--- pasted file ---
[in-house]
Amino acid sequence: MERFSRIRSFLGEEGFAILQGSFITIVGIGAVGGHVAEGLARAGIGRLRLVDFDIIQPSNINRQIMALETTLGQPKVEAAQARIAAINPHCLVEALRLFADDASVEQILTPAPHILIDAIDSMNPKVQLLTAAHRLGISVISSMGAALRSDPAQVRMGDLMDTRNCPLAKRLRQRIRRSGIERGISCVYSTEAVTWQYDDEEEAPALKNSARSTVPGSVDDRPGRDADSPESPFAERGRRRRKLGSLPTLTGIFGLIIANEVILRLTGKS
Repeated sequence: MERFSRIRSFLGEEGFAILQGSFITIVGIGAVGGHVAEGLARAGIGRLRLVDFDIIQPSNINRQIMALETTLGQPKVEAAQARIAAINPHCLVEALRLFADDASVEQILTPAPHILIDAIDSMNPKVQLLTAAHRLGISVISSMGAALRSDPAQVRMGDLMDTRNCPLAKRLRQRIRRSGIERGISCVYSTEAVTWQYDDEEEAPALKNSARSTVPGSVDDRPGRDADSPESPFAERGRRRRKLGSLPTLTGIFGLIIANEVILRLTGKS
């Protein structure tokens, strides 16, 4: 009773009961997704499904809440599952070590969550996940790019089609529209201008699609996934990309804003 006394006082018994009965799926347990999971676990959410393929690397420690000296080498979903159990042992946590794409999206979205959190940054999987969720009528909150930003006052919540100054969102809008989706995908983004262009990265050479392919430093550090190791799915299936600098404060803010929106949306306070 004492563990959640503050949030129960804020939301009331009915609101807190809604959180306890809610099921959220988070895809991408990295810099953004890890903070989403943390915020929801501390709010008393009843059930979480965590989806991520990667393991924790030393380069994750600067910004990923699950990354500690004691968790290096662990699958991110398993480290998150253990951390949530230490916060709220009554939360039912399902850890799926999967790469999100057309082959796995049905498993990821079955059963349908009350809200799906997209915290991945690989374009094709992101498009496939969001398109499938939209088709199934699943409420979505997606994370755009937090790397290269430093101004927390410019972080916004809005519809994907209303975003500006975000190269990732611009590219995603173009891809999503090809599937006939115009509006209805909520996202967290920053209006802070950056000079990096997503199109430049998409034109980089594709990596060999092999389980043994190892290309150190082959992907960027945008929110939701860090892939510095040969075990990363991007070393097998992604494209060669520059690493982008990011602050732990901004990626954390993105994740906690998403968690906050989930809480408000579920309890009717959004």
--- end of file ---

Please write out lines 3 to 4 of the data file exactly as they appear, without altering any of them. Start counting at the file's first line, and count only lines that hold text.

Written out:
Repeated sequence: MERFSRIRSFLGEEGFAILQGSFITIVGIGAVGGHVAEGLARAGIGRLRLVDFDIIQPSNINRQIMALETTLGQPKVEAAQARIAAINPHCLVEALRLFADDASVEQILTPAPHILIDAIDSMNPKVQLLTAAHRLGISVISSMGAALRSDPAQVRMGDLMDTRNCPLAKRLRQRIRRSGIERGISCVYSTEAVTWQYDDEEEAPALKNSARSTVPGSVDDRPGRDADSPESPFAERGRRRRKLGSLPTLTGIFGLIIANEVILRLTGKS
């Protein structure tokens, strides 16, 4: 009773009961997704499904809440599952070590969550996940790019089609529209201008699609996934990309804003 006394006082018994009965799926347990999971676990959410393929690397420690000296080498979903159990042992946590794409999206979205959190940054999987969720009528909150930003006052919540100054969102809008989706995908983004262009990265050479392919430093550090190791799915299936600098404060803010929106949306306070 004492563990959640503050949030129960804020939301009331009915609101807190809604959180306890809610099921959220988070895809991408990295810099953004890890903070989403943390915020929801501390709010008393009843059930979480965590989806991520990667393991924790030393380069994750600067910004990923699950990354500690004691968790290096662990699958991110398993480290998150253990951390949530230490916060709220009554939360039912399902850890799926999967790469999100057309082959796995049905498993990821079955059963349908009350809200799906997209915290991945690989374009094709992101498009496939969001398109499938939209088709199934699943409420979505997606994370755009937090790397290269430093101004927390410019972080916004809005519809994907209303975003500006975000190269990732611009590219995603173009891809999503090809599937006939115009509006209805909520996202967290920053209006802070950056000079990096997503199109430049998409034109980089594709990596060999092999389980043994190892290309150190082959992907960027945008929110939701860090892939510095040969075990990363991007070393097998992604494209060669520059690493982008990011602050732990901004990626954390993105994740906690998403968690906050989930809480408000579920309890009717959004």